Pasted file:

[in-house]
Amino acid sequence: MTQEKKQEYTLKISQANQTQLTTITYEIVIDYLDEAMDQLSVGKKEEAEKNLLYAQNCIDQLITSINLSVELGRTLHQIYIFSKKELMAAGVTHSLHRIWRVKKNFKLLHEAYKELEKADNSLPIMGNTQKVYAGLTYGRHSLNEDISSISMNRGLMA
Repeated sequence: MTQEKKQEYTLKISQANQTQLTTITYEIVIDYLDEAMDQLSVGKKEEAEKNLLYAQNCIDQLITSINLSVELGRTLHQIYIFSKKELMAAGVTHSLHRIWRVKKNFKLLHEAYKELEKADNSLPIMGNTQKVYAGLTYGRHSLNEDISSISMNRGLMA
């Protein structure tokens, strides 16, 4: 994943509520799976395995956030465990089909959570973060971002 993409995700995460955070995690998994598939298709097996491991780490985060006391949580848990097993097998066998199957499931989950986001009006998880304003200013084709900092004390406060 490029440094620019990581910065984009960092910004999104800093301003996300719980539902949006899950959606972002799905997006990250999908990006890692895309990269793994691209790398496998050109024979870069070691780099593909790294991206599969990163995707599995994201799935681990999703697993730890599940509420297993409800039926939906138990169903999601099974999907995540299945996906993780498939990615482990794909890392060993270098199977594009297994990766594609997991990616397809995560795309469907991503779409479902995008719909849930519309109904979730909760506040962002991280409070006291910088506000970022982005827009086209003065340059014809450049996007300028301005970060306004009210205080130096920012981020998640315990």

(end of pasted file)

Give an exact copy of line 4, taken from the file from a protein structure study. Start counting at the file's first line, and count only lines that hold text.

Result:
């Protein structure tokens, strides 16, 4: 994943509520799976395995956030465990089909959570973060971002 993409995700995460955070995690998994598939298709097996491991780490985060006391949580848990097993097998066998199957499931989950986001009006998880304003200013084709900092004390406060 490029440094620019990581910065984009960092910004999104800093301003996300719980539902949006899950959606972002799905997006990250999908990006890692895309990269793994691209790398496998050109024979870069070691780099593909790294991206599969990163995707599995994201799935681990999703697993730890599940509420297993409800039926939906138990169903999601099974999907995540299945996906993780498939990615482990794909890392060993270098199977594009297994990766594609997991990616397809995560795309469907991503779409479902995008719909849930519309109904979730909760506040962002991280409070006291910088506000970022982005827009086209003065340059014809450049996007300028301005970060306004009210205080130096920012981020998640315990």